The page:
Shannon K. Carter is Associate Professor of Sociology at the University of Central Florida. Her research focuses on social inequalities, reproduction, and mothering. She is currently conducting research on African American mothers’ breastfeeding experiences and peer breast milk sharing in Central Florida. Her collaborative research with Beatriz Reyes-Foster on peer milk sharing is published in several outlets, including articles in Breastfeeding Medicine, The Journal of Human Lactation, Symbolic Interaction, and Health, Risk & Society.
Beatriz M Reyes-Foster is Associate Professor of Anthropology at the University of Central Florida. A medical anthropologist, she has conducted research on mental health in Mexico and peer milk sharing and vaginal birth after C-section (VBAC) in Central Florida. She and collaborator sociologist Shannon Carter have published several articles on their work on milk sharing.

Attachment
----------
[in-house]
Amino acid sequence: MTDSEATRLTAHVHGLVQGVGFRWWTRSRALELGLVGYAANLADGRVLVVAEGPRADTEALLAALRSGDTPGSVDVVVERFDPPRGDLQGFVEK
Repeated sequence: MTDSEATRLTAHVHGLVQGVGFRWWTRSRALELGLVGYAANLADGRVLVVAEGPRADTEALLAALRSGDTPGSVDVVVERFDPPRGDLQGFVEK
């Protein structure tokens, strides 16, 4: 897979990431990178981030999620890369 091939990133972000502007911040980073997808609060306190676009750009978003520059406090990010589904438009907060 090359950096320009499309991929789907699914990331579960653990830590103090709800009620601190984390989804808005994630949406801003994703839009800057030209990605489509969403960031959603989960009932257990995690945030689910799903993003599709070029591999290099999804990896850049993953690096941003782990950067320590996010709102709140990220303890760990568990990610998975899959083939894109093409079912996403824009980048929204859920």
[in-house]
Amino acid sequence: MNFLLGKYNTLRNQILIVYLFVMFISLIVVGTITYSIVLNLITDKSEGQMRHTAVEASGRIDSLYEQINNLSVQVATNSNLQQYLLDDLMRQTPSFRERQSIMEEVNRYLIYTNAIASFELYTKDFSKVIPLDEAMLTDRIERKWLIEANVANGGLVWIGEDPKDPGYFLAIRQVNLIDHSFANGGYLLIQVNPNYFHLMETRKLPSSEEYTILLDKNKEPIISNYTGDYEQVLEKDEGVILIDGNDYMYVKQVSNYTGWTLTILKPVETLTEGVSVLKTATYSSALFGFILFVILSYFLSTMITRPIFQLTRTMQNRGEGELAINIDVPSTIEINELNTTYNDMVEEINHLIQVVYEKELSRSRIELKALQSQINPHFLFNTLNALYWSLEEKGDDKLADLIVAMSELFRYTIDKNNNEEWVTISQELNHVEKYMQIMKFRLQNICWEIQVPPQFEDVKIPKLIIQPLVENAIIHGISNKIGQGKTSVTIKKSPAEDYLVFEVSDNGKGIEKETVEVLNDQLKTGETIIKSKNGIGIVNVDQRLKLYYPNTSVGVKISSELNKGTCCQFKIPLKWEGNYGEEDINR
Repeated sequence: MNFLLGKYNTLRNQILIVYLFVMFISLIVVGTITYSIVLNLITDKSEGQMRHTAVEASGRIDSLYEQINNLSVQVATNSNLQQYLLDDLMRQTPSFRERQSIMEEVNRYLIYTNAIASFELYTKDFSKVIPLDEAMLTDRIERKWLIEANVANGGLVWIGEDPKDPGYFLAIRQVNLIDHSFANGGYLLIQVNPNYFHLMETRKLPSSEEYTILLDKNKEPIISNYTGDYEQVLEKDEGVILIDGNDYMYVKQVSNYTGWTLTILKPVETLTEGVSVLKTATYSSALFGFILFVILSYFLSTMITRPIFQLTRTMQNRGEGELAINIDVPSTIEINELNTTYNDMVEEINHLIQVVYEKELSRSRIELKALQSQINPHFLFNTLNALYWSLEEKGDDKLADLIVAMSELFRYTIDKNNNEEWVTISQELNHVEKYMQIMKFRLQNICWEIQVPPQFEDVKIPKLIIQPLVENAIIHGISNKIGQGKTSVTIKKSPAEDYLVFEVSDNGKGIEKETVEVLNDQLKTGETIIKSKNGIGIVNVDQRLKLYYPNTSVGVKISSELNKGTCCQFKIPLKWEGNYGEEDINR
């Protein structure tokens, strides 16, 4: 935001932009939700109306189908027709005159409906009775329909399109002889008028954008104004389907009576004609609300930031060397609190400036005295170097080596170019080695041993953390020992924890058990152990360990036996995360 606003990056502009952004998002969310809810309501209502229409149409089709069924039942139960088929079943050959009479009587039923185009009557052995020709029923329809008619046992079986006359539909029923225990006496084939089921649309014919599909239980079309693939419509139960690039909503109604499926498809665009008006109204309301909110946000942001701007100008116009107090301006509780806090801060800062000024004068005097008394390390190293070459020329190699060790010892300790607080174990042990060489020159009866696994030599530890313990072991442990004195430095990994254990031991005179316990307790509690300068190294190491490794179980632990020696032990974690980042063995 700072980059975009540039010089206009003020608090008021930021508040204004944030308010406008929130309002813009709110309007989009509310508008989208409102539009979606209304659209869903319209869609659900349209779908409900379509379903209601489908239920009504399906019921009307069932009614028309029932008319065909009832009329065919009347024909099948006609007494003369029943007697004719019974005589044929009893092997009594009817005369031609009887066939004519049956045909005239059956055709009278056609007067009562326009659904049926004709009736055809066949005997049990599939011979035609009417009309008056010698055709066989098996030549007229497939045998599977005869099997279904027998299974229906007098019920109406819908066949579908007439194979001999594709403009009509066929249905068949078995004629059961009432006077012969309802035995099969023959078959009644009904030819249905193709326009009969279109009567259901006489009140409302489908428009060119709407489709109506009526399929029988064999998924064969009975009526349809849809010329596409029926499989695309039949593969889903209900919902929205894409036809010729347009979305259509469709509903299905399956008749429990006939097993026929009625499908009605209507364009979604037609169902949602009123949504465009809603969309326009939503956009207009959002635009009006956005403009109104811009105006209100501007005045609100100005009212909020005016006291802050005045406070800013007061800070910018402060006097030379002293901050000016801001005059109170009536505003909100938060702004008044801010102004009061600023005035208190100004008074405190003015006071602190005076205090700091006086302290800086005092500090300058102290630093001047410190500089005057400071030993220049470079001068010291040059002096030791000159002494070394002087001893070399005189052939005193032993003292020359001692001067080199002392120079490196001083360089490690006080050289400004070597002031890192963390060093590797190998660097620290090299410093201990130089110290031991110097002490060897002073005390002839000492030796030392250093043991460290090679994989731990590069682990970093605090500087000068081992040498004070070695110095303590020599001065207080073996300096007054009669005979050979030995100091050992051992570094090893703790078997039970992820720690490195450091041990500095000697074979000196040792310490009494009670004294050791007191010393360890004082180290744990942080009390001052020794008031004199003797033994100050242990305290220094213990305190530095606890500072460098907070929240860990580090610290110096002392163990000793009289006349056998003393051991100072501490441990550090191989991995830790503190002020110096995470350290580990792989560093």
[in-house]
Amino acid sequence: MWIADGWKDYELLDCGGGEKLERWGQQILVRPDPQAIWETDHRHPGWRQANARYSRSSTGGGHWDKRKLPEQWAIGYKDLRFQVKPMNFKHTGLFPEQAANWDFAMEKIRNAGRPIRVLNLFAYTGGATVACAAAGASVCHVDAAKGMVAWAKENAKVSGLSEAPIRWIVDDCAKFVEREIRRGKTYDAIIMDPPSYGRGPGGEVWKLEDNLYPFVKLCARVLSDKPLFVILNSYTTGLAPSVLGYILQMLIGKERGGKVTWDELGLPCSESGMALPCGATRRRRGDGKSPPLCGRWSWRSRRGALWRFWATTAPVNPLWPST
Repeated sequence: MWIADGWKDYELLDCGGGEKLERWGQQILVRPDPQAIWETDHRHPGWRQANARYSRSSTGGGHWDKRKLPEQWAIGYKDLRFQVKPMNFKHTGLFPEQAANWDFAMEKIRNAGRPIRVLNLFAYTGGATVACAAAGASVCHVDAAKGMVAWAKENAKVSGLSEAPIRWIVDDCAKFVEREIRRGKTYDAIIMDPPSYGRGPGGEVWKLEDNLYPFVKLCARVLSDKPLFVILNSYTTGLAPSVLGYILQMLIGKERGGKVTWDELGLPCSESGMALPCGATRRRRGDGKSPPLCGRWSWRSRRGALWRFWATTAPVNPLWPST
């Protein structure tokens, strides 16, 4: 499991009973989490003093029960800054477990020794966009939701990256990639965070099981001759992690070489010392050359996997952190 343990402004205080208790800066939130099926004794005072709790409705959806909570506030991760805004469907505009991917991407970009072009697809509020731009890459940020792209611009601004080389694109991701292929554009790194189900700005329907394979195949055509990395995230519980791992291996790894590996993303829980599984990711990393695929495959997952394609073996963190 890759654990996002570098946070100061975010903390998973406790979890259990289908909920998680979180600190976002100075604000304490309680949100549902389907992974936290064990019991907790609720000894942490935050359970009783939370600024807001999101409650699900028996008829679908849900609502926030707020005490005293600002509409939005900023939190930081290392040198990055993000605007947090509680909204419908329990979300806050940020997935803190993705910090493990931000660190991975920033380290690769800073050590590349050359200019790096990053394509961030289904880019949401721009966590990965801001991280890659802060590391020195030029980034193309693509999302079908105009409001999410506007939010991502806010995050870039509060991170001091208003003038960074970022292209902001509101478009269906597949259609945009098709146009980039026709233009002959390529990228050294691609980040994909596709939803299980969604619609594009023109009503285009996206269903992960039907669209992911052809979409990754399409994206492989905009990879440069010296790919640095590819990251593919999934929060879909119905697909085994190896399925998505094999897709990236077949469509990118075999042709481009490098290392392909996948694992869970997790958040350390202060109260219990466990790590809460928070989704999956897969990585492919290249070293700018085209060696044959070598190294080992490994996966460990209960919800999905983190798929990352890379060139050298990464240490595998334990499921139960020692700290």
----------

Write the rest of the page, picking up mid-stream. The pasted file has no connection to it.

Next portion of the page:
Peer breast milk sharing – the commerce-free transfer of breast milk from one caregiver to another for infant feeding – is growing in the U.S. Many health officials warn against the practice despite lack of empirical research testing the health/safety of peer breast milk sharing, or scholarship reporting how and why parents engage in the practice. Analyses of newspaper reports show milk recipients are portrayed as naïve and uninformed, and milk donors are portrayed as untrustworthy. These representations draw upon broader cultural imagery of women as cognitively inferior to men, and the female reproductive body and its fluids as dirty and polluting. This paper examines ways peer milk sharing can be viewed as resistance to these patriarchal images. Data consist of an online survey, in-depth interviews, and ethnographic engagement with milk-sharing parents in Central Florida. Findings show mothers utilize counter-narratives that depict breast milk donors as knowledgeable about how to manage the quality of their milk, competent in milk handling strategies, and honest and trustworthy. Breast milk donors’ bodies are portrayed as producing milk that is clean, healthy, and pure. By reproducing counter-narratives about mothers and their bodies and using these positive images of women to inform infant feeding practices, we argue that peer breast milk sharing can be viewed as a form of resistance to patriarchal control. However, we suggest that this resistance is made possible by participants’ race and socioeconomic privilege, and facilitates their conformity to hegemonic standards of white, middle-class motherhood.